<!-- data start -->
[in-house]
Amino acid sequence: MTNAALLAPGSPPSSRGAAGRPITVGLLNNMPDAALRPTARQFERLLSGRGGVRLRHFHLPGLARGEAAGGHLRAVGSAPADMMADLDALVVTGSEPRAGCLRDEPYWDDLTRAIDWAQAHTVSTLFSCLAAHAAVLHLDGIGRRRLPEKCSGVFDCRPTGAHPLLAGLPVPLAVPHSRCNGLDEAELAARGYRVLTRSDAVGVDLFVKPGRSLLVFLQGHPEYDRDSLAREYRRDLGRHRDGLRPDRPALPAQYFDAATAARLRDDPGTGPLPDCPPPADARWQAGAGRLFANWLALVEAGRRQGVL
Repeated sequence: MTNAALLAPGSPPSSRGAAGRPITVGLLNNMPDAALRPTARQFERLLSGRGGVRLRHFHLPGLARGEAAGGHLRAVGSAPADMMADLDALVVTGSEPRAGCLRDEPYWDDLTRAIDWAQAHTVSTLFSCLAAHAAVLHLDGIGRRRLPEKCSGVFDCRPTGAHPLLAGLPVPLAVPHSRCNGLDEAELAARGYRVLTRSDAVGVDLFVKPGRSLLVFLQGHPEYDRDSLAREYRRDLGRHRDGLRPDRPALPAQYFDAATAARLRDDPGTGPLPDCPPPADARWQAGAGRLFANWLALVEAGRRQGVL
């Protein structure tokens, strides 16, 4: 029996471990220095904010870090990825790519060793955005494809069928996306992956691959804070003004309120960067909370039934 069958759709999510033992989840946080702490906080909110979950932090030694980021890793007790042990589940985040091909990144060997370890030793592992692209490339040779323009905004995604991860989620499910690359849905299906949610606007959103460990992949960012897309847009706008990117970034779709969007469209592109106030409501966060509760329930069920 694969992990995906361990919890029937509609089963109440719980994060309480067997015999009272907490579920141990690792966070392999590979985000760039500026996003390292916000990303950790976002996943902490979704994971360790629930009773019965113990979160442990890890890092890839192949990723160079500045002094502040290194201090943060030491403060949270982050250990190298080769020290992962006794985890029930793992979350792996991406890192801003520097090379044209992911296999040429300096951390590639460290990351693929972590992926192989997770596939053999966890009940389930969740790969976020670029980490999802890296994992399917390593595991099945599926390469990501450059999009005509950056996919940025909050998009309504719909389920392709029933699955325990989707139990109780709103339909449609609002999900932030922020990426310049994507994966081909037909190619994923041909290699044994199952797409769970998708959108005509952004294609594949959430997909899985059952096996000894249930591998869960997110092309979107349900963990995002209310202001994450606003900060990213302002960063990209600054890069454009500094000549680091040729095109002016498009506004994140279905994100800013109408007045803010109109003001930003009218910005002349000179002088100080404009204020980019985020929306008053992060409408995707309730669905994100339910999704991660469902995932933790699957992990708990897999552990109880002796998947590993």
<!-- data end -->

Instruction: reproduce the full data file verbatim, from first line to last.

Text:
[in-house]
Amino acid sequence: MTNAALLAPGSPPSSRGAAGRPITVGLLNNMPDAALRPTARQFERLLSGRGGVRLRHFHLPGLARGEAAGGHLRAVGSAPADMMADLDALVVTGSEPRAGCLRDEPYWDDLTRAIDWAQAHTVSTLFSCLAAHAAVLHLDGIGRRRLPEKCSGVFDCRPTGAHPLLAGLPVPLAVPHSRCNGLDEAELAARGYRVLTRSDAVGVDLFVKPGRSLLVFLQGHPEYDRDSLAREYRRDLGRHRDGLRPDRPALPAQYFDAATAARLRDDPGTGPLPDCPPPADARWQAGAGRLFANWLALVEAGRRQGVL
Repeated sequence: MTNAALLAPGSPPSSRGAAGRPITVGLLNNMPDAALRPTARQFERLLSGRGGVRLRHFHLPGLARGEAAGGHLRAVGSAPADMMADLDALVVTGSEPRAGCLRDEPYWDDLTRAIDWAQAHTVSTLFSCLAAHAAVLHLDGIGRRRLPEKCSGVFDCRPTGAHPLLAGLPVPLAVPHSRCNGLDEAELAARGYRVLTRSDAVGVDLFVKPGRSLLVFLQGHPEYDRDSLAREYRRDLGRHRDGLRPDRPALPAQYFDAATAARLRDDPGTGPLPDCPPPADARWQAGAGRLFANWLALVEAGRRQGVL
């Protein structure tokens, strides 16, 4: 029996471990220095904010870090990825790519060793955005494809069928996306992956691959804070003004309120960067909370039934 069958759709999510033992989840946080702490906080909110979950932090030694980021890793007790042990589940985040091909990144060997370890030793592992692209490339040779323009905004995604991860989620499910690359849905299906949610606007959103460990992949960012897309847009706008990117970034779709969007469209592109106030409501966060509760329930069920 694969992990995906361990919890029937509609089963109440719980994060309480067997015999009272907490579920141990690792966070392999590979985000760039500026996003390292916000990303950790976002996943902490979704994971360790629930009773019965113990979160442990890890890092890839192949990723160079500045002094502040290194201090943060030491403060949270982050250990190298080769020290992962006794985890029930793992979350792996991406890192801003520097090379044209992911296999040429300096951390590639460290990351693929972590992926192989997770596939053999966890009940389930969740790969976020670029980490999802890296994992399917390593595991099945599926390469990501450059999009005509950056996919940025909050998009309504719909389920392709029933699955325990989707139990109780709103339909449609609002999900932030922020990426310049994507994966081909037909190619994923041909290699044994199952797409769970998708959108005509952004294609594949959430997909899985059952096996000894249930591998869960997110092309979107349900963990995002209310202001994450606003900060990213302002960063990209600054890069454009500094000549680091040729095109002016498009506004994140279905994100800013109408007045803010109109003001930003009218910005002349000179002088100080404009204020980019985020929306008053992060409408995707309730669905994100339910999704991660469902995932933790699957992990708990897999552990109880002796998947590993």